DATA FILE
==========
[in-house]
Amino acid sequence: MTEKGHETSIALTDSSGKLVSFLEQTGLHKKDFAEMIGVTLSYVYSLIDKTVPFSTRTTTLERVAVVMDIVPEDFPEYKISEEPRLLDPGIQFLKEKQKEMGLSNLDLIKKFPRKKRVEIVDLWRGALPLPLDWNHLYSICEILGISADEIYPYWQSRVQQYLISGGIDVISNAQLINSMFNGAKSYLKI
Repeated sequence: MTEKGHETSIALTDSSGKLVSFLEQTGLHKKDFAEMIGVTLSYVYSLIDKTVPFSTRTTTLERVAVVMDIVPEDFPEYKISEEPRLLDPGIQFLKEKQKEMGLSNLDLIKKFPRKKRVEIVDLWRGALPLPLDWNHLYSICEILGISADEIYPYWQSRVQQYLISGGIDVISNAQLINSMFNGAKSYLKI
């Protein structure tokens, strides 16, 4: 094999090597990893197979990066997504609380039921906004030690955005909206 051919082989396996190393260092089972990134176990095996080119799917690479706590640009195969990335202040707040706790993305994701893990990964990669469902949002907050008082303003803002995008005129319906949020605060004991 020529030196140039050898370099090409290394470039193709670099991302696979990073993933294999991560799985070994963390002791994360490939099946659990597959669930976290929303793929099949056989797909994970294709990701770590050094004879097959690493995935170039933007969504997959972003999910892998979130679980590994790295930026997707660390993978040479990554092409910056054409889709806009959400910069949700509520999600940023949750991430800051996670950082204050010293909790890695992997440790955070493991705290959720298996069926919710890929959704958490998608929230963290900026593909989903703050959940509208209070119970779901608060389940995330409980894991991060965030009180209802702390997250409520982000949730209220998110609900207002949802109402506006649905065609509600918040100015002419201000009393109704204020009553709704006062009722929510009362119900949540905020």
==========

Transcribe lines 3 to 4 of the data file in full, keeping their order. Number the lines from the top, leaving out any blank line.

Repeated sequence: MTEKGHETSIALTDSSGKLVSFLEQTGLHKKDFAEMIGVTLSYVYSLIDKTVPFSTRTTTLERVAVVMDIVPEDFPEYKISEEPRLLDPGIQFLKEKQKEMGLSNLDLIKKFPRKKRVEIVDLWRGALPLPLDWNHLYSICEILGISADEIYPYWQSRVQQYLISGGIDVISNAQLINSMFNGAKSYLKI
């Protein structure tokens, strides 16, 4: 094999090597990893197979990066997504609380039921906004030690955005909206 051919082989396996190393260092089972990134176990095996080119799917690479706590640009195969990335202040707040706790993305994701893990990964990669469902949002907050008082303003803002995008005129319906949020605060004991 020529030196140039050898370099090409290394470039193709670099991302696979990073993933294999991560799985070994963390002791994360490939099946659990597959669930976290929303793929099949056989797909994970294709990701770590050094004879097959690493995935170039933007969504997959972003999910892998979130679980590994790295930026997707660390993978040479990554092409910056054409889709806009959400910069949700509520999600940023949750991430800051996670950082204050010293909790890695992997440790955070493991705290959720298996069926919710890929959704958490998608929230963290900026593909989903703050959940509208209070119970779901608060389940995330409980894991991060965030009180209802702390997250409520982000949730209220998110609900207002949802109402506006649905065609509600918040100015002419201000009393109704204020009553709704006062009722929510009362119900949540905020």